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Pig

A scrap of paper resembles a small pig with a stunted, stumpy tail, abbreviated legs and two tiny, little distinct eyes looking straight upwards. Beyond that, as you’d expect, a quite distinct snout. This scarcely evident pig subsists in a flat state beneath the looping immensity of my tilted back, laptop screen. The pig cannot run off. It is stranded and utterly naked against the brown of the table. Cables bend and twine on either side. How it managed to take convincing pig-like shape is an accident of the clouds and my extreme youth. I am breeding pigs. Just the one. Let it try to run away. Let it try to escape beyond the horizon of ordered things. I have only to tilt the monitor forward to see it again. I would butcher it if I had the heart and means, but instead I simply gaze at it with dreamy eyes. It is good to keep animals. It lends me some partial humanity. It makes me happy and whole.

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Rubber Band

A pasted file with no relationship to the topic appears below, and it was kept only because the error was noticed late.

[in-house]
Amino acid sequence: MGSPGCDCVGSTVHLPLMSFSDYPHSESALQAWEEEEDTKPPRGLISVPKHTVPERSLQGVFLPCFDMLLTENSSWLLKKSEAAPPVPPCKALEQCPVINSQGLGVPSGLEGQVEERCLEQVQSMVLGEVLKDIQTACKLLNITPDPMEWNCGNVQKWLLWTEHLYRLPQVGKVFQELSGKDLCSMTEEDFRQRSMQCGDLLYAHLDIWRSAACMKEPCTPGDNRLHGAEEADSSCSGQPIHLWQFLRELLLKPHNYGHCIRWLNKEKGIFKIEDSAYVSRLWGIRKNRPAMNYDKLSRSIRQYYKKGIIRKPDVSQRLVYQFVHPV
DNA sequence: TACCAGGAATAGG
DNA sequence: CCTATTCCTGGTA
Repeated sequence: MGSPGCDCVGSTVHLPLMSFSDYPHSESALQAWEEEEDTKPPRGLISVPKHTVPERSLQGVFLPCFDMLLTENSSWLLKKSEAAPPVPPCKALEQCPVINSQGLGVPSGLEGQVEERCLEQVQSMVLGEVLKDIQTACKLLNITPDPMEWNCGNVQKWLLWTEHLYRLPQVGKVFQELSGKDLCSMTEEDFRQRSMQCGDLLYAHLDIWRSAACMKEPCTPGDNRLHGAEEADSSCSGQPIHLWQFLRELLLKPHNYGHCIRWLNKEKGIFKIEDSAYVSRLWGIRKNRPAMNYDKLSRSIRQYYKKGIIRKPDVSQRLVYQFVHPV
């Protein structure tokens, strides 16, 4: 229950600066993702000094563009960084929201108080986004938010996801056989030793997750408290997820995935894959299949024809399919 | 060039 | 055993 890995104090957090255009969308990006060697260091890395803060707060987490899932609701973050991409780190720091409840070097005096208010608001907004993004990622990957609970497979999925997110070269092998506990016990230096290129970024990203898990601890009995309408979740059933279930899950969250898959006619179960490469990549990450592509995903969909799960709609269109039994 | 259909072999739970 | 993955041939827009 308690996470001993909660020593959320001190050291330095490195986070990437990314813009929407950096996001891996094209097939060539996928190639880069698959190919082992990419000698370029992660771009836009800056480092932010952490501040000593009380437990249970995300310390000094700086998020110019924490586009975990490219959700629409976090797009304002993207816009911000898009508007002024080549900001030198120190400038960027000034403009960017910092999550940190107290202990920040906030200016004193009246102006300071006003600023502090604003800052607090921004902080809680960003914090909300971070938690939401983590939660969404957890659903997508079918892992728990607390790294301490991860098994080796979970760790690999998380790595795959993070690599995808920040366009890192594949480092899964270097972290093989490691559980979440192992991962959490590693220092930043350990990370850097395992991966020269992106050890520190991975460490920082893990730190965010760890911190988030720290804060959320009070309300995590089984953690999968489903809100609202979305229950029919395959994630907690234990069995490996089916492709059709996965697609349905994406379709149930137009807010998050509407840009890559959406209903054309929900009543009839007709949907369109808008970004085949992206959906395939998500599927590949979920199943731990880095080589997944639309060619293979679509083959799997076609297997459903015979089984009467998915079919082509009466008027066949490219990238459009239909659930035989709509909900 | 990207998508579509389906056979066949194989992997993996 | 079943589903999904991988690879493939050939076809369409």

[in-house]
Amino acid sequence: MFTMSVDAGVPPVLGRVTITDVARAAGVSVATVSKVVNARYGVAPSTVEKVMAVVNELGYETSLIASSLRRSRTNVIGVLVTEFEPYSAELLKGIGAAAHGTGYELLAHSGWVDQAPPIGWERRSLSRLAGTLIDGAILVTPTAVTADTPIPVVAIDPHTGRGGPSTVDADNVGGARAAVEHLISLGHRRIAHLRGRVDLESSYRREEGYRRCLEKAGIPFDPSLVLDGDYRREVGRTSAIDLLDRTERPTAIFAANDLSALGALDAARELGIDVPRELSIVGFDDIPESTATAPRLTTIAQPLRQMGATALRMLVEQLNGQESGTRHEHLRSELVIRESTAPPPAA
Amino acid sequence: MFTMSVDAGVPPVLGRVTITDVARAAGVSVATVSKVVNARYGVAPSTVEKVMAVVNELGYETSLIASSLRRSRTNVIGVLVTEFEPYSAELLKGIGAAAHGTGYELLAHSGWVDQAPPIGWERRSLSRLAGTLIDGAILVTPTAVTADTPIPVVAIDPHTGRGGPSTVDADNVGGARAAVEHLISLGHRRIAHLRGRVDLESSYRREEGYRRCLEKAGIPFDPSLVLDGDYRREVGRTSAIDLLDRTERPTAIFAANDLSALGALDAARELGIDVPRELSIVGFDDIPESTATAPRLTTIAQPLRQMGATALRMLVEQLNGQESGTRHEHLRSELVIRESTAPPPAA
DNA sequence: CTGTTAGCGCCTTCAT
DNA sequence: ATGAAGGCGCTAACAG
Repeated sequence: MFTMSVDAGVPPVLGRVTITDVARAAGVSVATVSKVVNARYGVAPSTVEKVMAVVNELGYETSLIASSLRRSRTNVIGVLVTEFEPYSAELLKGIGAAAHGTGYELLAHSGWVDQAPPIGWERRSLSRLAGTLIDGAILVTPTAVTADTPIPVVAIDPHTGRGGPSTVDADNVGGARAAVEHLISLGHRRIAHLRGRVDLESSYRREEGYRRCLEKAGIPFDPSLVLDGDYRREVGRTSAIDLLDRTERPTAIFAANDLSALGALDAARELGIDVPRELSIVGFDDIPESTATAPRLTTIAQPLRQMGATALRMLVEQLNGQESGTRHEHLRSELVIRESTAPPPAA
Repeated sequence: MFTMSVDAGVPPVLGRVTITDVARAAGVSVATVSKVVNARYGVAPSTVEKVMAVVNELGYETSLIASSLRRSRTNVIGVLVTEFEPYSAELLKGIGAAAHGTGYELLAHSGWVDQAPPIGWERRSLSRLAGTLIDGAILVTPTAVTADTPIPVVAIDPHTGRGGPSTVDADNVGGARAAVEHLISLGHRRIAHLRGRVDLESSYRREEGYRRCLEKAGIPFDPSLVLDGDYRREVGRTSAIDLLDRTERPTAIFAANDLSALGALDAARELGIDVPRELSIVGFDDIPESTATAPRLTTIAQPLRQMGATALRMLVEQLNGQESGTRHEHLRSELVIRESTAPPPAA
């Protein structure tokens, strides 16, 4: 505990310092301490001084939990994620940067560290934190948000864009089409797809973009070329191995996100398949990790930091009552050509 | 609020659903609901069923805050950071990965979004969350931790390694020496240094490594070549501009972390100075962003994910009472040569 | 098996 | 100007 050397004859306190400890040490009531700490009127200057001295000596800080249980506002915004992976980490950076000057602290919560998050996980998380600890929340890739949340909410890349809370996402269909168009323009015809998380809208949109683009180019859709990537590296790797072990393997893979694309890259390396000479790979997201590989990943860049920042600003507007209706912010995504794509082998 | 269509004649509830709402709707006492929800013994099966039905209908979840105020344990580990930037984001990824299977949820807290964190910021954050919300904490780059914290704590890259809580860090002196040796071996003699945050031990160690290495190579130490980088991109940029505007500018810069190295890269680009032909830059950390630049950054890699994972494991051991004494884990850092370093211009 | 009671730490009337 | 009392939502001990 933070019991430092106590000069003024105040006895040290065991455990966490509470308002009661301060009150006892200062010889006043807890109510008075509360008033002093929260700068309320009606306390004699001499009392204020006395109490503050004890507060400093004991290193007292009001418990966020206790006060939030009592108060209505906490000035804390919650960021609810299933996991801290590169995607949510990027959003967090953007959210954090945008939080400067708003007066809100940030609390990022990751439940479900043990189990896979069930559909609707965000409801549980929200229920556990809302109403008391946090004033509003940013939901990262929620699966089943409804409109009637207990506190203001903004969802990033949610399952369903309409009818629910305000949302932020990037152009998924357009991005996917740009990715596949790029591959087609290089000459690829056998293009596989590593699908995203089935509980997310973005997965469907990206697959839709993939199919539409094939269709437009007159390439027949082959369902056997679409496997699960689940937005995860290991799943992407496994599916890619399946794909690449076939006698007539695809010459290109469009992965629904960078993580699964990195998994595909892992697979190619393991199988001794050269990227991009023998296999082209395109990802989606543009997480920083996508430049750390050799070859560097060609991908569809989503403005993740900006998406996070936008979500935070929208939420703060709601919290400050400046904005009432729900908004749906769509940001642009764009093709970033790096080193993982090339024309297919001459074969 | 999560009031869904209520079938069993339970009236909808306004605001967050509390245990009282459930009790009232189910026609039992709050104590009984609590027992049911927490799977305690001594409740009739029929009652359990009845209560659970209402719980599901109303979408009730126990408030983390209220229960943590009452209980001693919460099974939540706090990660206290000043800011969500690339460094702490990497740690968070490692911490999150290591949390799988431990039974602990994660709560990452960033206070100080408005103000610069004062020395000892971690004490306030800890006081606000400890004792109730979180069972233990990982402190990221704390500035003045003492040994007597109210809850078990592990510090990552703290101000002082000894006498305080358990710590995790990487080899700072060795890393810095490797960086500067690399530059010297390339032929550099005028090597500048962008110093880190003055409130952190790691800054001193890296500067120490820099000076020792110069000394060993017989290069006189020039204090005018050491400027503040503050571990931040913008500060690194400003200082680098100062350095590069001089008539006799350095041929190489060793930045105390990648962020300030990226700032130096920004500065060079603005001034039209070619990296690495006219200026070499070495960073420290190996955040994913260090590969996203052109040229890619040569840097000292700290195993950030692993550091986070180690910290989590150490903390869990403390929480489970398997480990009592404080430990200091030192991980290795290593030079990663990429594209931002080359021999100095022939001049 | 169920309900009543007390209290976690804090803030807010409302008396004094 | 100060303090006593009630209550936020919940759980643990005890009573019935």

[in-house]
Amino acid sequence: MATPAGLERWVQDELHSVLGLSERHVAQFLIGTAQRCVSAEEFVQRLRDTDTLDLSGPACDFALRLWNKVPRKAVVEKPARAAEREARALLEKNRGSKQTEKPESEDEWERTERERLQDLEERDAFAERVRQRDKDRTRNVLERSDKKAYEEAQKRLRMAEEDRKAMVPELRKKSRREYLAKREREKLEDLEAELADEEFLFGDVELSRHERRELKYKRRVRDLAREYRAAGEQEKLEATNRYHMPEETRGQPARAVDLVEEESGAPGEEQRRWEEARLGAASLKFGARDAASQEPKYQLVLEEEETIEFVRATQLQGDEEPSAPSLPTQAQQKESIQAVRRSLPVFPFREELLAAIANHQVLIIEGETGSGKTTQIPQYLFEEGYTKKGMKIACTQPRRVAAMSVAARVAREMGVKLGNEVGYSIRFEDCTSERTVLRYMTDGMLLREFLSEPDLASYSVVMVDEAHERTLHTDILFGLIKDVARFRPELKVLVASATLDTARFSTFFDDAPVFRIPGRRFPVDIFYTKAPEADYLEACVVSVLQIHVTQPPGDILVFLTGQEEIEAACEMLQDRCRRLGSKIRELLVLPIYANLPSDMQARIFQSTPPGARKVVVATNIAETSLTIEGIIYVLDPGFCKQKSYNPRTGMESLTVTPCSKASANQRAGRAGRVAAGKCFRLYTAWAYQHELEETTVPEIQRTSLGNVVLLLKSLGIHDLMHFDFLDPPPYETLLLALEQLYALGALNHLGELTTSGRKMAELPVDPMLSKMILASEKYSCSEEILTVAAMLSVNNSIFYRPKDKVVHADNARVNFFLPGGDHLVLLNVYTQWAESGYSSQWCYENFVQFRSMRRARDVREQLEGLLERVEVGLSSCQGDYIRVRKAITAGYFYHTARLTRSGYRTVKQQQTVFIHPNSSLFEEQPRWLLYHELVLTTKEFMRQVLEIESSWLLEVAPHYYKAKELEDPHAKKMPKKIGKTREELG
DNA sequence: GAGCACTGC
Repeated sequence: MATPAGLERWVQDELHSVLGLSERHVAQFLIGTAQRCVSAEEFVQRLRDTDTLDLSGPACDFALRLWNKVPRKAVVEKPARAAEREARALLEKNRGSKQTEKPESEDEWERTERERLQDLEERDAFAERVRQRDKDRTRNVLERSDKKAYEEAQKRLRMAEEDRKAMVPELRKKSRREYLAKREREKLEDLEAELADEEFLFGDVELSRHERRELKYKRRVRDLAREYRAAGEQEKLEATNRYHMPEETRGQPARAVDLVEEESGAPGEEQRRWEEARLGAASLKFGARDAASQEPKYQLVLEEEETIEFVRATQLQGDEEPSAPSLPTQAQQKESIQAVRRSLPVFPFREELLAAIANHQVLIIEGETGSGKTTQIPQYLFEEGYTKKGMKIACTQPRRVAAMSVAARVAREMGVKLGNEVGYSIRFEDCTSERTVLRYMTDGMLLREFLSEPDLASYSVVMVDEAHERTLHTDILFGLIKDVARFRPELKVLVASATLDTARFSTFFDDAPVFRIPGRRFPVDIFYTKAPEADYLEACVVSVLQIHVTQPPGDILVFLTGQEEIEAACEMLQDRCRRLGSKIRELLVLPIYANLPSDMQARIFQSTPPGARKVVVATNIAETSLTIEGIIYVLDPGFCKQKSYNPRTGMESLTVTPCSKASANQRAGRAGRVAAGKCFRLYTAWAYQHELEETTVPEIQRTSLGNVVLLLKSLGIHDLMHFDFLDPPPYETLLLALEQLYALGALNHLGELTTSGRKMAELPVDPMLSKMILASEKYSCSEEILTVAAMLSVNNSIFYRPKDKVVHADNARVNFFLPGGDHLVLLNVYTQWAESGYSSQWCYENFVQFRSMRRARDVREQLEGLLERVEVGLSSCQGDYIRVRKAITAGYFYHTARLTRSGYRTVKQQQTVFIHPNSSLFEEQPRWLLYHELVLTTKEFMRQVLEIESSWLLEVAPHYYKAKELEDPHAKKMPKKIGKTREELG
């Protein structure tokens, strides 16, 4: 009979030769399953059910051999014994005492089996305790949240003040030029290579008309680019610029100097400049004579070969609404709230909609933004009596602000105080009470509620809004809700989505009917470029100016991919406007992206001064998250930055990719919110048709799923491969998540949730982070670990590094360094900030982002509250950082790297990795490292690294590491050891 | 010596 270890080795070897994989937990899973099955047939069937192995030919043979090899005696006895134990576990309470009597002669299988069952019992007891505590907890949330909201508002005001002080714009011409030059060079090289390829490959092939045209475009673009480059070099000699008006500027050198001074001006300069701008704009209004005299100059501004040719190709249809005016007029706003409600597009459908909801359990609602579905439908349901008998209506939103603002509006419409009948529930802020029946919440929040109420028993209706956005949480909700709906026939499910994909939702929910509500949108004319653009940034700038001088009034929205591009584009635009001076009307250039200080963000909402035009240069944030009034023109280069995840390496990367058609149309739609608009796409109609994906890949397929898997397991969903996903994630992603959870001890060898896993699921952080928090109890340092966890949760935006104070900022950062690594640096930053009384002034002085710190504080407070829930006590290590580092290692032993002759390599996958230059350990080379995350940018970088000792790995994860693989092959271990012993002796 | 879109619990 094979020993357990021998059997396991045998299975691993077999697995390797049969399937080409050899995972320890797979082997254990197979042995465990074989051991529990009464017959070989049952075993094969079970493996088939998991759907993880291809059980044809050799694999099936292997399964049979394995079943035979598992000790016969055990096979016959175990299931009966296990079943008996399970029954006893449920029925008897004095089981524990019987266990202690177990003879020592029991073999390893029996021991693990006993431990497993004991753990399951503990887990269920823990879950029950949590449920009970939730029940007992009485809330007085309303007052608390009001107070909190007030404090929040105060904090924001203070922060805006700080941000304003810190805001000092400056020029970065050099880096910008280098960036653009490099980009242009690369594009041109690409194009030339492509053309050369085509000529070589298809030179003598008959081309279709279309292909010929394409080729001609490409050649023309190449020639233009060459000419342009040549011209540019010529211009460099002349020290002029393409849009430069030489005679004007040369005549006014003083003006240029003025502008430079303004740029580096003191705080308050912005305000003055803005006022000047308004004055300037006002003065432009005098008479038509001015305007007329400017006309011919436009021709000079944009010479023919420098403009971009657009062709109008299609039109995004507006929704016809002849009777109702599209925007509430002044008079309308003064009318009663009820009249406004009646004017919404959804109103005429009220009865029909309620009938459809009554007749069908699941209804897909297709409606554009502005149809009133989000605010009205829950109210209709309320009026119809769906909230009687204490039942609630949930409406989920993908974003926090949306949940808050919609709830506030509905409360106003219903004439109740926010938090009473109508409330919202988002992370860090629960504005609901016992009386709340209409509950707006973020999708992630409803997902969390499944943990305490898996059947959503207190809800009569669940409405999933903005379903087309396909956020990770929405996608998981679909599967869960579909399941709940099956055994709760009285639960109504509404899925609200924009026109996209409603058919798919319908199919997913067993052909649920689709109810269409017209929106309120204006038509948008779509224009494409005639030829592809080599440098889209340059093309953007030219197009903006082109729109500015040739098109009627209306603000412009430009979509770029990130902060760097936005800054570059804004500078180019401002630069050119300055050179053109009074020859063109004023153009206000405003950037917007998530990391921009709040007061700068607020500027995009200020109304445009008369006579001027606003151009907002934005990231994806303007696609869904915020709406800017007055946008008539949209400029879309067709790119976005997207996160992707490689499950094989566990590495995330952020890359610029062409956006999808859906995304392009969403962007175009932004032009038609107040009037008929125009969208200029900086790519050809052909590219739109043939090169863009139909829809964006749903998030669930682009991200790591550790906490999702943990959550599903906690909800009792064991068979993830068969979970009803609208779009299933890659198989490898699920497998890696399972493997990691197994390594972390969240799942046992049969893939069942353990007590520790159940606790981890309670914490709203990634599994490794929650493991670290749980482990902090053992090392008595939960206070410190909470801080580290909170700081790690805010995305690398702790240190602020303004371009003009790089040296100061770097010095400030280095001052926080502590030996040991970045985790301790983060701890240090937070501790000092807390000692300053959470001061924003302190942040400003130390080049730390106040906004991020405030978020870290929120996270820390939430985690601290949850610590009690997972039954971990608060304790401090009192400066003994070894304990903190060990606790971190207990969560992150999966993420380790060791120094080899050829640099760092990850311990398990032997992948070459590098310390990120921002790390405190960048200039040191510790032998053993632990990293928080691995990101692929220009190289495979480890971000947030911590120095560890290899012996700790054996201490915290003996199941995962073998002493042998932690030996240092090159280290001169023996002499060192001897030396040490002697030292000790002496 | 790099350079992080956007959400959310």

So I did it. Quick, half-arsed clean of my table. Most of the paper gone. Just a small stack of apparently necessary stuff. Two largely empty notepads. Listening to the White Stripes first album. A narrow archipelago of coins. My two sets of keys randomly splayed. A Stanley screwdriver pointing roughly my way – some small, clear plastic box adjacent to its tip, like a miniature prison in which the soul of the most evil person is kept. Pens, a portable hard drive. Francis Ponge’s The Nature of Things. I wonder whether Ponge would ever descend to simply listing items? Would he stoop to naming them without considering how they are properly described? A very small, circular rubber band, somewhat isolated. A pair of reading glasses in a dark cloth case. There were eight cargo ships on the horizon tonight. I walked along the beach in the rain. The bright lights of a football field made it hard to find my way back up to the path. I could see the rain on my shirt, which was becoming almost wet.